Math Talks, Part 1

One of the staples of my Free Form Friday (you can read more about this at https://tinyurl.com/FreeFormFriday) is what I deem as a Math Talk (I also utilize these in my classroom throughout the week).  I have chosen this title as being more descriptive than a simple “Number Talk.”  Number Talks imply that it is simply about numbers, whereas a Math Talk is a broader activity that includes much more mathematical exploration and allows for multiple pathways, pattern recognition, estimation, argumentation and more.

I choose which of the resources or types of Math Talks to use based on what I am seeking to accomplish through them.  There are times that my students are struggling with a specific skill or concept.  There are times that the dialogue and discourse are low and we need to revisit the idea of communicating our thoughts and ideas in ways that increase understanding.  There are times I want to try to match a Math Talk which will directly target a skill, concept or mathematical practice that is key to a specific lesson.

In the beginning of the year, I use basic Number Talks, dealing almost exclusively with computation.  These are great for working toward fluency and efficiency in computation, but it is also a great way to begin to talk about multiple entries into a problem and multiple pathways to find a solution.  As Jo Boaler puts it, “Those who succeed in math are not those who have more intelligence or mathematical knowledge, but rather those who can work with numbers flexibly.”  She goes on to say that the reason students often fail Algebra I is that they do not have number sense, which is necessary in all higher levels of math.

Through Number Talks, we have talked about the distributive property, partial products, halving and doubling, and more. We have talked about strategies to be more efficient and effective with mental math. I have found that during core lessons throughout the week, my students reach for their calculator far less.  In fact, in the middle of a lesson students will use a strategy from a Number Talk and then look directly at me and respond, “That right there was a Math Talk, Mr. Jones!”

In my next post, I will address other types of Math Talks more specifically.  For now, I want to encourage you to make Math Talks a consistent part of your classroom – beginning with once a week but progressing from there.  I have seen the benefits for individual students as well as our class as a whole. And if you are still not convinced, let Sarah Vanderwerf convince you (in fact, she will convince you using ducks — https://tinyurl.com/NTDucks).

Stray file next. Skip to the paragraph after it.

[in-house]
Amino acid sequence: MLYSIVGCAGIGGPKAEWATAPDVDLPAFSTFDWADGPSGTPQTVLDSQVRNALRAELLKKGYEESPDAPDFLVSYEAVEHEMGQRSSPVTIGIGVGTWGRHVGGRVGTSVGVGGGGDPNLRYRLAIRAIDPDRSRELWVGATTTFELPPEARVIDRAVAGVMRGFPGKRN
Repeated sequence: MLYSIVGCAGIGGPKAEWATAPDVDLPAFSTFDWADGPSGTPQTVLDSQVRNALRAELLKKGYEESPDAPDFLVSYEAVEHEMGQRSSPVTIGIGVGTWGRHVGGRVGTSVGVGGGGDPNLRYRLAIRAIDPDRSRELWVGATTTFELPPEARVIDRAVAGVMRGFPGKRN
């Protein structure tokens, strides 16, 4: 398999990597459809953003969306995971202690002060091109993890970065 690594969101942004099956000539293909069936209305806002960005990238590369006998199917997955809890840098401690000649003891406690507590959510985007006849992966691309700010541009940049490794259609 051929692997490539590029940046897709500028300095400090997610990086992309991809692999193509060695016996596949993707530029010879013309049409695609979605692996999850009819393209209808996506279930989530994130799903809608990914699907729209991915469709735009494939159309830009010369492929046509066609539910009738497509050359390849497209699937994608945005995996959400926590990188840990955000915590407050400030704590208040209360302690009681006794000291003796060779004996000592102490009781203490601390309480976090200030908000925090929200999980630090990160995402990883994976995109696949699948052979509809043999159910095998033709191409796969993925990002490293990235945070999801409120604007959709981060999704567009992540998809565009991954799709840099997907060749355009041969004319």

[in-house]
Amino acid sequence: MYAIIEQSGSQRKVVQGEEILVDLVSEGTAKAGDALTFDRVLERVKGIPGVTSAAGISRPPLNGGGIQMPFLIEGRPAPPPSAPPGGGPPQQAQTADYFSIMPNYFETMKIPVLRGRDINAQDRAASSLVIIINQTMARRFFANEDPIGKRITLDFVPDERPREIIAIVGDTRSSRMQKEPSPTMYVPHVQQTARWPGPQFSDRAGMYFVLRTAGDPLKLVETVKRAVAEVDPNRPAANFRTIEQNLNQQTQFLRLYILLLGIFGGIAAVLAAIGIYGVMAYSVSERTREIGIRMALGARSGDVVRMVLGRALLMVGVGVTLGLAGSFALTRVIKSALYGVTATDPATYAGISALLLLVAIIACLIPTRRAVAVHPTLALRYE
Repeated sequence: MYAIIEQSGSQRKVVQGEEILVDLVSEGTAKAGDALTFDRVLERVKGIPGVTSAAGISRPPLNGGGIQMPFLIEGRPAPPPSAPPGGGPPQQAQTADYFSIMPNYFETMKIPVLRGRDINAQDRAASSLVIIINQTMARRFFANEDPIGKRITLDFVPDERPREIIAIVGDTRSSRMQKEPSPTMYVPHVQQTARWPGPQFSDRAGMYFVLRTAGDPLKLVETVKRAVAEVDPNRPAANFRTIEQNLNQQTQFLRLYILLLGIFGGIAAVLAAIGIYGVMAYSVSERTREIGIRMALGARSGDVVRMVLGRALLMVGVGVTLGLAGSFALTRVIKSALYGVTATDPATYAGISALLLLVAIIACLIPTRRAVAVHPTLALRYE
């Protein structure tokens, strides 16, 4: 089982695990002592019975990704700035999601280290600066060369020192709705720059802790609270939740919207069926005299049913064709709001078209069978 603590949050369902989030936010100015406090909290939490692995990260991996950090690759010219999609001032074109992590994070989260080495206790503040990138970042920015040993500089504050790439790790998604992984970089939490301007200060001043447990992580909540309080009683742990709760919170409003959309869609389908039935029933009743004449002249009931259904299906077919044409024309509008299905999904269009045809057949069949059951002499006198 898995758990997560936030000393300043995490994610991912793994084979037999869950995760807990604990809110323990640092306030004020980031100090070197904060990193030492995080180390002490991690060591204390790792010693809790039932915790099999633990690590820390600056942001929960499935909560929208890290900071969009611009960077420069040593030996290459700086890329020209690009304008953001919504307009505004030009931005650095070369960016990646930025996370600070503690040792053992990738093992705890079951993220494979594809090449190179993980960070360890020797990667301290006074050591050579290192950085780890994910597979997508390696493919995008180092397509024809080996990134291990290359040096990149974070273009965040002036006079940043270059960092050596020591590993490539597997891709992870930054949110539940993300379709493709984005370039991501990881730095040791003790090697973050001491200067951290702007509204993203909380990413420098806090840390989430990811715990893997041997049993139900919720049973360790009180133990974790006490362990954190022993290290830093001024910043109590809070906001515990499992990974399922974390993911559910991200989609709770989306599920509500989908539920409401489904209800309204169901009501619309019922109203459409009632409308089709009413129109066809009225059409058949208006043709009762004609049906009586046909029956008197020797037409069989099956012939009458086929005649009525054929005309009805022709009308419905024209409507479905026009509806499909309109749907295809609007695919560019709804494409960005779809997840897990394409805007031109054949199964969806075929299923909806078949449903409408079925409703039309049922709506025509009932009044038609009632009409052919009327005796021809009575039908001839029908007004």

There are some GREAT resources out there for you to use so that you are not reinventing the wheel and spending precious moments of prep time trying to add more to your classroom.  I have spent almost 2 years curating resources for my Math Talks.  Here are some of the best:

  • Number Talks: Computation (by Sherry Parrish) – great book to get you started.  These talks are aimed at basic operations but really help develop a flexibility with numbers that is crucial for students.
  • Number Talks: Fractions, Decimals, Percents (by Sherry Parrish) – the second version which includes more strategies for rational numbers.
  • Making Number Talks Matter (by Cathy Humphreys and Ruth Parker) – a practical guide to help you implement Math Talks more consistently.
  • Thinking Visibly (https://visiblethinking.weebly.com/daily-routines.html) – SO many links on this one page … it might be THE ONLY resource you need for an entire year of Math Talks!
  • Steve Wyborney (https://www.stevewyborney.com/) – a close runner-up to Thinking Visibly as the best and most abundant resource you can find for Math Talks!
  • Sarah Vanderwerf (https://saravanderwerf.com/) – she has some amazing things that you might add to your everyday routines beyond Math Talks.
  • Estimation 180 (http://www.estimation180.com/) – these are great for estimation.
  • Open Middle (http://www.openmiddle.com/) – some creative (dare I say fascinating) problems that have multiple pathways and multiple solutions.
  • Which One Doesn’t Belong (http://wodb.ca/) – I have found that the more choices, the more dialogue and discussion we have (4 doesn’t seem to be quite enough).

One comment on “Math Talks, Part 1

  1. Pingback: Math Talks, Part 2

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